For temporary (90 days) amendment of this section, see § 2(b) of the Encouraging Foster Children To Have Connections with Siblings Emergency Amendment Act of 2015 (D.C. Act 21-240, Dec. 21, 2015, 63 DCR 11).

For temporary (90 days) amendment of this section, see § 2(b) of the Supporting Normalcy and Empowering Children in Foster Care Emergency Amendment Act of 2016 (D.C. Act 21-333, Mar. 16, 2016, 63 DCR 4306).

Temporary Legislation

For temporary (225 days) amendment of this section, see § 2(b) of Supporting Normalcy and Empowering Children in Foster Care Temporary Amendment Act of 2016 (D.C. Law 21-123, June 17, 2016, 63 DCR 6866).

For temporary (225 day) amendment of section, see § 201(d) of Adoption and Safe Families Temporary Amendment Act of 1999 (D.C. Law 13-56, March 7, 2000, law notification 47 DCR 1978).

For temporary (225 day) amendment of section, see § 2 of Child and Family Services Grant-making Temporary Amendment Act of 2006 (D.C. Law 16-193, March 2, 2007, law notification 54 DCR 2491).

For temporary (225 day) amendment of section, see § 2 of Child and Family Services Grant-making Temporary Amendment Act of 2007 (D.C. Law 17-105, February 2, 2008, law notification 55 DCR 4257).

Section 110 of D.C. Law 19-226 repealed D.C. Law 18-230, § 701.

Section 402(b) of D.C. Law 19-226 provided that the act shall expire after 225 days of its having taken effect.

For temporary (225 days) amendment of this section, see § 2(b) of the Encouraging Foster Children to Have Connections with Siblings Temporary Amendment Act of 2015 (D.C. Law 21-85, Mar. 9, 2016, 63 DCR 788).

Short Title

Section 7001 of D.C. Law 20-61 provided that Subtitle A of Title VII of the act may be cited as the “Subject to Appropriations Repealers Amendment Act of 2013”.

References in Text

The “Protection of Children from Exposure to Drug-related Activity Amendment Act of 1989”, referred to in (c), is D.C. Law 8-87.

Editor's Notes

Directives and Redelegation of Authority to Assure the Continued Operation of the Aid to Families with Dependent Children, Medicaid and Child Abuse-and-Neglect/Foster Care Programs During Fiscal Year 1995: See Mayor’s Order 95-115, August 31, 1995.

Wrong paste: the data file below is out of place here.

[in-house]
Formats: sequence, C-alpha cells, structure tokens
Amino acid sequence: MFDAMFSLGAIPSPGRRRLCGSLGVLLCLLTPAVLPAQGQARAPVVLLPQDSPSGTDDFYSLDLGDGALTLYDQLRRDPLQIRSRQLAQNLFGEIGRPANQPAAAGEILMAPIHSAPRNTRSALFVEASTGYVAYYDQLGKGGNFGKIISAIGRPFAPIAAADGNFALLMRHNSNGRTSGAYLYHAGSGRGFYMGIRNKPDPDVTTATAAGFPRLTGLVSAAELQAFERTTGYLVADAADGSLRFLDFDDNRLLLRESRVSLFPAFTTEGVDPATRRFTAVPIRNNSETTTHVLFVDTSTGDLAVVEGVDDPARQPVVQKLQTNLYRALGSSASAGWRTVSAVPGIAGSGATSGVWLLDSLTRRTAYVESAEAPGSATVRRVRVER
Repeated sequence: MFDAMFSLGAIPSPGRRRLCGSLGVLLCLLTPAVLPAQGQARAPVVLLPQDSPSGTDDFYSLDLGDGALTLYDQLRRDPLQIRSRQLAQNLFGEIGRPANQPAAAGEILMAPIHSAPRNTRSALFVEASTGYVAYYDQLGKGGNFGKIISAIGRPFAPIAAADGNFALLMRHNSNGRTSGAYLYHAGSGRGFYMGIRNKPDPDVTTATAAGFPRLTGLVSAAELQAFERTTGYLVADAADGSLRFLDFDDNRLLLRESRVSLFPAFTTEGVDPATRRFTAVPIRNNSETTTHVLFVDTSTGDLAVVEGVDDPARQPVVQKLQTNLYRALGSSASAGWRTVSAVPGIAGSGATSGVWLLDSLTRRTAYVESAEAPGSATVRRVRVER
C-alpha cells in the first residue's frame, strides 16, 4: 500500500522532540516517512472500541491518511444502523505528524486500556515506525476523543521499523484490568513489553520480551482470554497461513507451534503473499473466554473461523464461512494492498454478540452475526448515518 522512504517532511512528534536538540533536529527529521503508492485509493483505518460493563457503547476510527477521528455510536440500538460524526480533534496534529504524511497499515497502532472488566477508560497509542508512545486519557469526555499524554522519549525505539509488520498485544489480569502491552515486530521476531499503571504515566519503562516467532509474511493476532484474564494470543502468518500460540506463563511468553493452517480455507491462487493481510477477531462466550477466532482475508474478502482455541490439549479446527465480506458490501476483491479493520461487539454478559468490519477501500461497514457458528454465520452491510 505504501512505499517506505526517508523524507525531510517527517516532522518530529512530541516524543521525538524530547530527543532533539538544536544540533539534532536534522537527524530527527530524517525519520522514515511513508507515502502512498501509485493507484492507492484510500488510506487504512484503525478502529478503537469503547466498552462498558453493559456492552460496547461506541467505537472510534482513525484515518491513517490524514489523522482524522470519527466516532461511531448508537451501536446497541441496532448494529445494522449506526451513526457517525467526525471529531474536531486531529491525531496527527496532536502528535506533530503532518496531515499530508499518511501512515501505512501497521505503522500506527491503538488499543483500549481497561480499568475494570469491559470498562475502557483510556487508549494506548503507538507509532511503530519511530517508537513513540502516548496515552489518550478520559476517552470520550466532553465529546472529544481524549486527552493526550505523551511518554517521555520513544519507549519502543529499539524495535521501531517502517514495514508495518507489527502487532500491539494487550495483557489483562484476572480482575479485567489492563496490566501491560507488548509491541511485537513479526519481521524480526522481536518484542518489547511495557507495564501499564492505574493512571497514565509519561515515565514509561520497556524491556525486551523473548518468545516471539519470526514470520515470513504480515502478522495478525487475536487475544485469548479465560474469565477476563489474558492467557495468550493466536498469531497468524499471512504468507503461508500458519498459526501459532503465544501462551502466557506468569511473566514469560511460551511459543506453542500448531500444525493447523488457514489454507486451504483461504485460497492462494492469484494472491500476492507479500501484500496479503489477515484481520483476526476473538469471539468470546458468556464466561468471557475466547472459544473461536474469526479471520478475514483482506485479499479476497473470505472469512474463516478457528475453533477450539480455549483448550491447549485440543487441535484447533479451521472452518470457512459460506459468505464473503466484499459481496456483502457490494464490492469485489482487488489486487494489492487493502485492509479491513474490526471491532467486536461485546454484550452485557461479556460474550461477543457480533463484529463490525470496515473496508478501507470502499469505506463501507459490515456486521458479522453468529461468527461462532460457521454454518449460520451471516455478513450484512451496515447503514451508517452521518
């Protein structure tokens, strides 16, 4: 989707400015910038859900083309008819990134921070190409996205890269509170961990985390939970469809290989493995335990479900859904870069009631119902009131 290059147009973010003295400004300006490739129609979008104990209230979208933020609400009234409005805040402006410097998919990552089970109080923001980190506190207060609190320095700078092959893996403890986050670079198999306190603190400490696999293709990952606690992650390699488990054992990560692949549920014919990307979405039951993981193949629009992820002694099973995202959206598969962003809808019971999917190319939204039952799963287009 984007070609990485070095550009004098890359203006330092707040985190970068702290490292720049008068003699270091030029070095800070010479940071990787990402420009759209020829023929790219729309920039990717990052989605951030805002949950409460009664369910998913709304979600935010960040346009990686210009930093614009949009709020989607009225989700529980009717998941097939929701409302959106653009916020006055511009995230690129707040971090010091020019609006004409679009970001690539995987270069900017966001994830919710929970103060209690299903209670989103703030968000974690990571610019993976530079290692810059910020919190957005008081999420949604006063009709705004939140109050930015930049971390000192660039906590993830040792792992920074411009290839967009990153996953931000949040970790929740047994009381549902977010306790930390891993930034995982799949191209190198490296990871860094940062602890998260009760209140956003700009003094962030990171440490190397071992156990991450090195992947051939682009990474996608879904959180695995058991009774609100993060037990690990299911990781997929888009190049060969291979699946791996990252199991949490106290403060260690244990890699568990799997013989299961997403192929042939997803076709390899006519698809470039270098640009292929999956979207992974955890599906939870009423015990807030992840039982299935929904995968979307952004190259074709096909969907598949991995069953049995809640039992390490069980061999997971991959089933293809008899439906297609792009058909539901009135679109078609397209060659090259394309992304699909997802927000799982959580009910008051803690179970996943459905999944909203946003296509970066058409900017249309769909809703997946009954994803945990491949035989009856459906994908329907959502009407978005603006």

For applicability of D.C. Law 13-277, see note following § 4-1303.01a.

Section 701 of D.C. Law 18-230 provided: “Sec. 701. Applicability. Title III of this act shall apply upon the inclusion of its fiscal effect in an approved budget and financial plan.”

Section 7012 of D.C. Law 20-61 repealed D.C. Law 18-230, § 701.

Delegation of Authority

Delegation of Authority to the Child and Family Services Agency under Section 303(a)(16)(E) of the Prevention of Child Abuse and Neglect Act of 1977, see Mayor’s Order 2010-154, September 17, 2010 ( 57 DCR 8543).


§ 4–1303.03a. Provision of neighborhood-based services; partnerships with neighborhood groups.

(a) To implement the Director’s authority to deliver child and family services pursuant to § 4-1303.03(a-1)(3), the Agency may financially support, in cooperation with other public and private agencies, a program of neighborhood-based services to families with children to meet permanency and safety goals set forth in the Adoption and Safe Families Amendment Act of 2000, effective June 27, 2000 (D.C. Law 13-136; 47 DCR 2850).

(b) Any program of neighborhood-based services to families with children that the Agency supports shall:

(1) Give communities, through neighborhood-based collaboratives or other organizations, the maximum opportunity to design and deliver, or arrange for the delivery of, child welfare services consistent with:

(A) The health and safety of the child;

(B) The policies and programs of the Agency; and

(C) The implementation plan in the LaShawn v. Williams case while it is in effect; and

(2) Contain measurable performance outcomes by which the programs will be evaluated in conjunction with data provided by the Agency, including:

(A) The numbers of children and families referred for services;